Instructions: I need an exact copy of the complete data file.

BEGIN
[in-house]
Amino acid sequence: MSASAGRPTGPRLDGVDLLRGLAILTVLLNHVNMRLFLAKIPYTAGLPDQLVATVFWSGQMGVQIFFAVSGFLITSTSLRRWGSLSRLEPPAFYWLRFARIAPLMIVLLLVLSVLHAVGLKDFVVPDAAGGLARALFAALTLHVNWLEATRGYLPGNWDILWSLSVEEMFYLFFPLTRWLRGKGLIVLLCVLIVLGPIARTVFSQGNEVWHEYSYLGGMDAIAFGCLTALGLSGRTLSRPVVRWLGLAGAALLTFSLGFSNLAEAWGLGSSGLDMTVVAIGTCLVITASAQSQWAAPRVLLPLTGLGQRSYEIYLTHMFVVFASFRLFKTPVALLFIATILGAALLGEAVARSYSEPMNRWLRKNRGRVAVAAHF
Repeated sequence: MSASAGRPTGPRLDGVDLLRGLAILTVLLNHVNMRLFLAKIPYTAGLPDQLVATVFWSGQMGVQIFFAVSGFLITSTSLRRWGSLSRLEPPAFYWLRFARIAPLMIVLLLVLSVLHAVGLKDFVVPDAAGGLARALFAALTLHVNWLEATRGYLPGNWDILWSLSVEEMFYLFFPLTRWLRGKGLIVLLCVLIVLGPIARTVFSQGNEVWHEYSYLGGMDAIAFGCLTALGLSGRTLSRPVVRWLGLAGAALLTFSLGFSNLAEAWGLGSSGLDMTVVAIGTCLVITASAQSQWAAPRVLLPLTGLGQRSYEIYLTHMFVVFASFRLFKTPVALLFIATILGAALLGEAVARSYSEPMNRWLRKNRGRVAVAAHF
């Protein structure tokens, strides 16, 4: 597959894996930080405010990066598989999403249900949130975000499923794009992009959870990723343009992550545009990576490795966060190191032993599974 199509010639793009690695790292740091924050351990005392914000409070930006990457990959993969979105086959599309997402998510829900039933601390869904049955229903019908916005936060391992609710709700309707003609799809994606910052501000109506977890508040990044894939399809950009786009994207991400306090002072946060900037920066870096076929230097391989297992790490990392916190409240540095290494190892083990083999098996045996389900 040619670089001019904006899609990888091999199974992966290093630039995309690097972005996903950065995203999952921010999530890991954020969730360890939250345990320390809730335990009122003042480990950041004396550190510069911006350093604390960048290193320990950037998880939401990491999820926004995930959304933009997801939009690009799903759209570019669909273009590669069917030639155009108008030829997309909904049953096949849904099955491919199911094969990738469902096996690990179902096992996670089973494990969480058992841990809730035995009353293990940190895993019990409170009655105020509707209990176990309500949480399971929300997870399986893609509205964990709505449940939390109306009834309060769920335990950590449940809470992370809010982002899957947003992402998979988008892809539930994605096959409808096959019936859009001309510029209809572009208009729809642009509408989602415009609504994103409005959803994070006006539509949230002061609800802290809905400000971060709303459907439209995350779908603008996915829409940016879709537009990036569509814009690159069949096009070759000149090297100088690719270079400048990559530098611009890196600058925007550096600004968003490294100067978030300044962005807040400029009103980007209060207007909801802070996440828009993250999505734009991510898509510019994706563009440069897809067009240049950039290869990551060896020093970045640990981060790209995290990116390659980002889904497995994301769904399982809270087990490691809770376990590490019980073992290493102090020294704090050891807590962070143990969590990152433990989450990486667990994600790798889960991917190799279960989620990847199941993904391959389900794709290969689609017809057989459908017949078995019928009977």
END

[in-house]
Amino acid sequence: MSASAGRPTGPRLDGVDLLRGLAILTVLLNHVNMRLFLAKIPYTAGLPDQLVATVFWSGQMGVQIFFAVSGFLITSTSLRRWGSLSRLEPPAFYWLRFARIAPLMIVLLLVLSVLHAVGLKDFVVPDAAGGLARALFAALTLHVNWLEATRGYLPGNWDILWSLSVEEMFYLFFPLTRWLRGKGLIVLLCVLIVLGPIARTVFSQGNEVWHEYSYLGGMDAIAFGCLTALGLSGRTLSRPVVRWLGLAGAALLTFSLGFSNLAEAWGLGSSGLDMTVVAIGTCLVITASAQSQWAAPRVLLPLTGLGQRSYEIYLTHMFVVFASFRLFKTPVALLFIATILGAALLGEAVARSYSEPMNRWLRKNRGRVAVAAHF
Repeated sequence: MSASAGRPTGPRLDGVDLLRGLAILTVLLNHVNMRLFLAKIPYTAGLPDQLVATVFWSGQMGVQIFFAVSGFLITSTSLRRWGSLSRLEPPAFYWLRFARIAPLMIVLLLVLSVLHAVGLKDFVVPDAAGGLARALFAALTLHVNWLEATRGYLPGNWDILWSLSVEEMFYLFFPLTRWLRGKGLIVLLCVLIVLGPIARTVFSQGNEVWHEYSYLGGMDAIAFGCLTALGLSGRTLSRPVVRWLGLAGAALLTFSLGFSNLAEAWGLGSSGLDMTVVAIGTCLVITASAQSQWAAPRVLLPLTGLGQRSYEIYLTHMFVVFASFRLFKTPVALLFIATILGAALLGEAVARSYSEPMNRWLRKNRGRVAVAAHF
């Protein structure tokens, strides 16, 4: 597959894996930080405010990066598989999403249900949130975000499923794009992009959870990723343009992550545009990576490795966060190191032993599974 199509010639793009690695790292740091924050351990005392914000409070930006990457990959993969979105086959599309997402998510829900039933601390869904049955229903019908916005936060391992609710709700309707003609799809994606910052501000109506977890508040990044894939399809950009786009994207991400306090002072946060900037920066870096076929230097391989297992790490990392916190409240540095290494190892083990083999098996045996389900 040619670089001019904006899609990888091999199974992966290093630039995309690097972005996903950065995203999952921010999530890991954020969730360890939250345990320390809730335990009122003042480990950041004396550190510069911006350093604390960048290193320990950037998880939401990491999820926004995930959304933009997801939009690009799903759209570019669909273009590669069917030639155009108008030829997309909904049953096949849904099955491919199911094969990738469902096996690990179902096992996670089973494990969480058992841990809730035995009353293990940190895993019990409170009655105020509707209990176990309500949480399971929300997870399986893609509205964990709505449940939390109306009834309060769920335990950590449940809470992370809010982002899957947003992402998979988008892809539930994605096959409808096959019936859009001309510029209809572009208009729809642009509408989602415009609504994103409005959803994070006006539509949230002061609800802290809905400000971060709303459907439209995350779908603008996915829409940016879709537009990036569509814009690159069949096009070759000149090297100088690719270079400048990559530098611009890196600058925007550096600004968003490294100067978030300044962005807040400029009103980007209060207007909801802070996440828009993250999505734009991510898509510019994706563009440069897809067009240049950039290869990551060896020093970045640990981060790209995290990116390659980002889904497995994301769904399982809270087990490691809770376990590490019980073992290493102090020294704090050891807590962070143990969590990152433990989450990486667990994600790798889960991917190799279960989620990847199941993904391959389900794709290969689609017809057989459908017949078995019928009977």